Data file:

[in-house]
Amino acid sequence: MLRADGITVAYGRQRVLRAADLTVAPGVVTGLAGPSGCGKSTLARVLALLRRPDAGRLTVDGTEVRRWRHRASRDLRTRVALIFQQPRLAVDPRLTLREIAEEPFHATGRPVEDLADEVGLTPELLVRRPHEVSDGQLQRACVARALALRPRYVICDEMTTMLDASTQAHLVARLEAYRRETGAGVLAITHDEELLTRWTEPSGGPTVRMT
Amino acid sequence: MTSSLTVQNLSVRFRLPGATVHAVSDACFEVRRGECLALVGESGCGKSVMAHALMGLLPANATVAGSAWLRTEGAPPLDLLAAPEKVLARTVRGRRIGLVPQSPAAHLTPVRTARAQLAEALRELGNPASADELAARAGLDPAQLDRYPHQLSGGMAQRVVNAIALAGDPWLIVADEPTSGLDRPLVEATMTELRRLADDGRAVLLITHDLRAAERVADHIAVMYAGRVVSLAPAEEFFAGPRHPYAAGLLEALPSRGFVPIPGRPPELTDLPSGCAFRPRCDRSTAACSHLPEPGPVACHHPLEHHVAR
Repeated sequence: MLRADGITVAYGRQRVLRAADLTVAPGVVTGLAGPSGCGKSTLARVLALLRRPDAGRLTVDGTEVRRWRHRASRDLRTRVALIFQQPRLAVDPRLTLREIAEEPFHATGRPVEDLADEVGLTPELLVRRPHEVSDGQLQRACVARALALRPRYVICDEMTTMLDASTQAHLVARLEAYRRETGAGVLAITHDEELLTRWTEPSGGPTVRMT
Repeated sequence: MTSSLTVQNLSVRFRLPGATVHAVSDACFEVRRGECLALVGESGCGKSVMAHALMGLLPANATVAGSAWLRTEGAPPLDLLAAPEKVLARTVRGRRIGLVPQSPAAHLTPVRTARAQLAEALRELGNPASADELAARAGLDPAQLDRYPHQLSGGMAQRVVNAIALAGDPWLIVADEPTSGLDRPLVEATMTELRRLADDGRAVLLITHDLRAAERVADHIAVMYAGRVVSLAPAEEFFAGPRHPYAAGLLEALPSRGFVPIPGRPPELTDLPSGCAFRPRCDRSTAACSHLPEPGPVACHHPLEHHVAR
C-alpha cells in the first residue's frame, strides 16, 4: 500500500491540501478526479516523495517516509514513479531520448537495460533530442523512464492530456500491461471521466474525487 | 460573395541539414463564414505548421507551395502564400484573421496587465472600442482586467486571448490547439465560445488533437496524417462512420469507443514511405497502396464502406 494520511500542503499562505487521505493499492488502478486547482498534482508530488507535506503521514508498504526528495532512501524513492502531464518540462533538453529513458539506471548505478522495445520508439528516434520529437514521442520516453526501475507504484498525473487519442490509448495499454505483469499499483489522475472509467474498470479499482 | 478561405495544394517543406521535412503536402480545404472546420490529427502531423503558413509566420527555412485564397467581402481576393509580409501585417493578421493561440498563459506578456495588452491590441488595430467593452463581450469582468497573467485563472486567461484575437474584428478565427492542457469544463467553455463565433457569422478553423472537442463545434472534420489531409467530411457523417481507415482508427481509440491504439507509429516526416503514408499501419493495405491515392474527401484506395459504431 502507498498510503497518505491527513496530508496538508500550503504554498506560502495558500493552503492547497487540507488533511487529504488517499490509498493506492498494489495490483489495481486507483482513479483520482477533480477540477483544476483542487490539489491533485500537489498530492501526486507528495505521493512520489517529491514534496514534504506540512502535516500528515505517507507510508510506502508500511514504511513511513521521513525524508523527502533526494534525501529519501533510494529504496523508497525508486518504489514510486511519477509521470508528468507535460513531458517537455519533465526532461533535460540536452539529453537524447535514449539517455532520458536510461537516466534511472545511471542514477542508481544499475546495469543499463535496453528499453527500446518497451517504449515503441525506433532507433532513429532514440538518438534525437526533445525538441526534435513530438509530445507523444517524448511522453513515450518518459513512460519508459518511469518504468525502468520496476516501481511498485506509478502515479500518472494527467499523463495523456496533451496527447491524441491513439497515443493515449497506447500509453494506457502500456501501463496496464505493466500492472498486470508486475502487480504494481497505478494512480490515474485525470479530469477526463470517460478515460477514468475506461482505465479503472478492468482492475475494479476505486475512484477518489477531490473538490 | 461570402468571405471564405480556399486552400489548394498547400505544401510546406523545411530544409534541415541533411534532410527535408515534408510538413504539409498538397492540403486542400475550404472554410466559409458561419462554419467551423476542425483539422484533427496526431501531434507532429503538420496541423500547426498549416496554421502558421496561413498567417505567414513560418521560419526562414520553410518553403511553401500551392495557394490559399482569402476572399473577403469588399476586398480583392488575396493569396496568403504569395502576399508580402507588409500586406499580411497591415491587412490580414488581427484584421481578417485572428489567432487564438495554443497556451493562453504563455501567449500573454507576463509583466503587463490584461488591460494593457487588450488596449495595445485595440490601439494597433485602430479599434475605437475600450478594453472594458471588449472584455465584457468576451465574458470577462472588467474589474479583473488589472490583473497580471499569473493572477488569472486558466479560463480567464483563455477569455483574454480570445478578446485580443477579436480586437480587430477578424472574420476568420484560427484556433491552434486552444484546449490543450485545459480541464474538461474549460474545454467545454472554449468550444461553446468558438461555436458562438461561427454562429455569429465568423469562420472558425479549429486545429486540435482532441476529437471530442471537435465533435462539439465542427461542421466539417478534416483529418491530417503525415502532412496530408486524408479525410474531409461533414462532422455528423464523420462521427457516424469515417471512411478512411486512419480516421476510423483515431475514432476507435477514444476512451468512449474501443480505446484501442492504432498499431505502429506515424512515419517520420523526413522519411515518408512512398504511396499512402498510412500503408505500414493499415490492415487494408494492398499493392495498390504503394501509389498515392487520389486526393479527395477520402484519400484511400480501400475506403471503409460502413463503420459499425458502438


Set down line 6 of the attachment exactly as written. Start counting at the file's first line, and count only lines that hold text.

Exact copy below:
C-alpha cells in the first residue's frame, strides 16, 4: 500500500491540501478526479516523495517516509514513479531520448537495460533530442523512464492530456500491461471521466474525487 | 460573395541539414463564414505548421507551395502564400484573421496587465472600442482586467486571448490547439465560445488533437496524417462512420469507443514511405497502396464502406 494520511500542503499562505487521505493499492488502478486547482498534482508530488507535506503521514508498504526528495532512501524513492502531464518540462533538453529513458539506471548505478522495445520508439528516434520529437514521442520516453526501475507504484498525473487519442490509448495499454505483469499499483489522475472509467474498470479499482 | 478561405495544394517543406521535412503536402480545404472546420490529427502531423503558413509566420527555412485564397467581402481576393509580409501585417493578421493561440498563459506578456495588452491590441488595430467593452463581450469582468497573467485563472486567461484575437474584428478565427492542457469544463467553455463565433457569422478553423472537442463545434472534420489531409467530411457523417481507415482508427481509440491504439507509429516526416503514408499501419493495405491515392474527401484506395459504431 502507498498510503497518505491527513496530508496538508500550503504554498506560502495558500493552503492547497487540507488533511487529504488517499490509498493506492498494489495490483489495481486507483482513479483520482477533480477540477483544476483542487490539489491533485500537489498530492501526486507528495505521493512520489517529491514534496514534504506540512502535516500528515505517507507510508510506502508500511514504511513511513521521513525524508523527502533526494534525501529519501533510494529504496523508497525508486518504489514510486511519477509521470508528468507535460513531458517537455519533465526532461533535460540536452539529453537524447535514449539517455532520458536510461537516466534511472545511471542514477542508481544499475546495469543499463535496453528499453527500446518497451517504449515503441525506433532507433532513429532514440538518438534525437526533445525538441526534435513530438509530445507523444517524448511522453513515450518518459513512460519508459518511469518504468525502468520496476516501481511498485506509478502515479500518472494527467499523463495523456496533451496527447491524441491513439497515443493515449497506447500509453494506457502500456501501463496496464505493466500492472498486470508486475502487480504494481497505478494512480490515474485525470479530469477526463470517460478515460477514468475506461482505465479503472478492468482492475475494479476505486475512484477518489477531490473538490 | 461570402468571405471564405480556399486552400489548394498547400505544401510546406523545411530544409534541415541533411534532410527535408515534408510538413504539409498538397492540403486542400475550404472554410466559409458561419462554419467551423476542425483539422484533427496526431501531434507532429503538420496541423500547426498549416496554421502558421496561413498567417505567414513560418521560419526562414520553410518553403511553401500551392495557394490559399482569402476572399473577403469588399476586398480583392488575396493569396496568403504569395502576399508580402507588409500586406499580411497591415491587412490580414488581427484584421481578417485572428489567432487564438495554443497556451493562453504563455501567449500573454507576463509583466503587463490584461488591460494593457487588450488596449495595445485595440490601439494597433485602430479599434475605437475600450478594453472594458471588449472584455465584457468576451465574458470577462472588467474589474479583473488589472490583473497580471499569473493572477488569472486558466479560463480567464483563455477569455483574454480570445478578446485580443477579436480586437480587430477578424472574420476568420484560427484556433491552434486552444484546449490543450485545459480541464474538461474549460474545454467545454472554449468550444461553446468558438461555436458562438461561427454562429455569429465568423469562420472558425479549429486545429486540435482532441476529437471530442471537435465533435462539439465542427461542421466539417478534416483529418491530417503525415502532412496530408486524408479525410474531409461533414462532422455528423464523420462521427457516424469515417471512411478512411486512419480516421476510423483515431475514432476507435477514444476512451468512449474501443480505446484501442492504432498499431505502429506515424512515419517520420523526413522519411515518408512512398504511396499512402498510412500503408505500414493499415490492415487494408494492398499493392495498390504503394501509389498515392487520389486526393479527395477520402484519400484511400480501400475506403471503409460502413463503420459499425458502438